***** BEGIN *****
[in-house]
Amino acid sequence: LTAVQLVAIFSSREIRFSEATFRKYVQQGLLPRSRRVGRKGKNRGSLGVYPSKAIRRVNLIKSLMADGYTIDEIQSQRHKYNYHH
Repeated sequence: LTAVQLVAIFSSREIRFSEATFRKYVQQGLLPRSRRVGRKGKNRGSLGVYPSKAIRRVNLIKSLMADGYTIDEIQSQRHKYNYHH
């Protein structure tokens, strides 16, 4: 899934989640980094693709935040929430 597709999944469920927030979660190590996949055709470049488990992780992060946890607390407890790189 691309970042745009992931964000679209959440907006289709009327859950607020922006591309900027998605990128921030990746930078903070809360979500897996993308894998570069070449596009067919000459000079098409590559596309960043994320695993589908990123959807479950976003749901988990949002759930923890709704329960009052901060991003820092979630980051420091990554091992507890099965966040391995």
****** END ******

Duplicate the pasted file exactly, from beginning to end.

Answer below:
[in-house]
Amino acid sequence: LTAVQLVAIFSSREIRFSEATFRKYVQQGLLPRSRRVGRKGKNRGSLGVYPSKAIRRVNLIKSLMADGYTIDEIQSQRHKYNYHH
Repeated sequence: LTAVQLVAIFSSREIRFSEATFRKYVQQGLLPRSRRVGRKGKNRGSLGVYPSKAIRRVNLIKSLMADGYTIDEIQSQRHKYNYHH
């Protein structure tokens, strides 16, 4: 899934989640980094693709935040929430 597709999944469920927030979660190590996949055709470049488990992780992060946890607390407890790189 691309970042745009992931964000679209959440907006289709009327859950607020922006591309900027998605990128921030990746930078903070809360979500897996993308894998570069070449596009067919000459000079098409590559596309960043994320695993589908990123959807479950976003749901988990949002759930923890709704329960009052901060991003820092979630980051420091990554091992507890099965966040391995």